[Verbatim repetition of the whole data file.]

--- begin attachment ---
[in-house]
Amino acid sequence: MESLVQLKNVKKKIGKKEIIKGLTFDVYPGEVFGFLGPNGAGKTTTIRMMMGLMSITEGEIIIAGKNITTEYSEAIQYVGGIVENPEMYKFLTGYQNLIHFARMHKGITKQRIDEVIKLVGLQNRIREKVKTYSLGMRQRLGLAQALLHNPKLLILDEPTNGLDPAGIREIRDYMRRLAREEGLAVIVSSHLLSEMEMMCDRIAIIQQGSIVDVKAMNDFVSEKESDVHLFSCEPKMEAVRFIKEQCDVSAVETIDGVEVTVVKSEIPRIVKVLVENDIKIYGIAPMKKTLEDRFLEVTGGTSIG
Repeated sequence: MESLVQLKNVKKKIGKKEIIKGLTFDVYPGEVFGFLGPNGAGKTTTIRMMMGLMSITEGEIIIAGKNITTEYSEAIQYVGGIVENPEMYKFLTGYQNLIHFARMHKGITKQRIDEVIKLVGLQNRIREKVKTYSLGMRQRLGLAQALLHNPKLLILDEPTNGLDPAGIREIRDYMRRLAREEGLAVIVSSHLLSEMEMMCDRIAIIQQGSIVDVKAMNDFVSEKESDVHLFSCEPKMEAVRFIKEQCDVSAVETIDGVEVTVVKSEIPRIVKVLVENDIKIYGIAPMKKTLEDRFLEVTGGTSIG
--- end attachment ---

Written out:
[in-house]
Amino acid sequence: MESLVQLKNVKKKIGKKEIIKGLTFDVYPGEVFGFLGPNGAGKTTTIRMMMGLMSITEGEIIIAGKNITTEYSEAIQYVGGIVENPEMYKFLTGYQNLIHFARMHKGITKQRIDEVIKLVGLQNRIREKVKTYSLGMRQRLGLAQALLHNPKLLILDEPTNGLDPAGIREIRDYMRRLAREEGLAVIVSSHLLSEMEMMCDRIAIIQQGSIVDVKAMNDFVSEKESDVHLFSCEPKMEAVRFIKEQCDVSAVETIDGVEVTVVKSEIPRIVKVLVENDIKIYGIAPMKKTLEDRFLEVTGGTSIG
Repeated sequence: MESLVQLKNVKKKIGKKEIIKGLTFDVYPGEVFGFLGPNGAGKTTTIRMMMGLMSITEGEIIIAGKNITTEYSEAIQYVGGIVENPEMYKFLTGYQNLIHFARMHKGITKQRIDEVIKLVGLQNRIREKVKTYSLGMRQRLGLAQALLHNPKLLILDEPTNGLDPAGIREIRDYMRRLAREEGLAVIVSSHLLSEMEMMCDRIAIIQQGSIVDVKAMNDFVSEKESDVHLFSCEPKMEAVRFIKEQCDVSAVETIDGVEVTVVKSEIPRIVKVLVENDIKIYGIAPMKKTLEDRFLEVTGGTSIG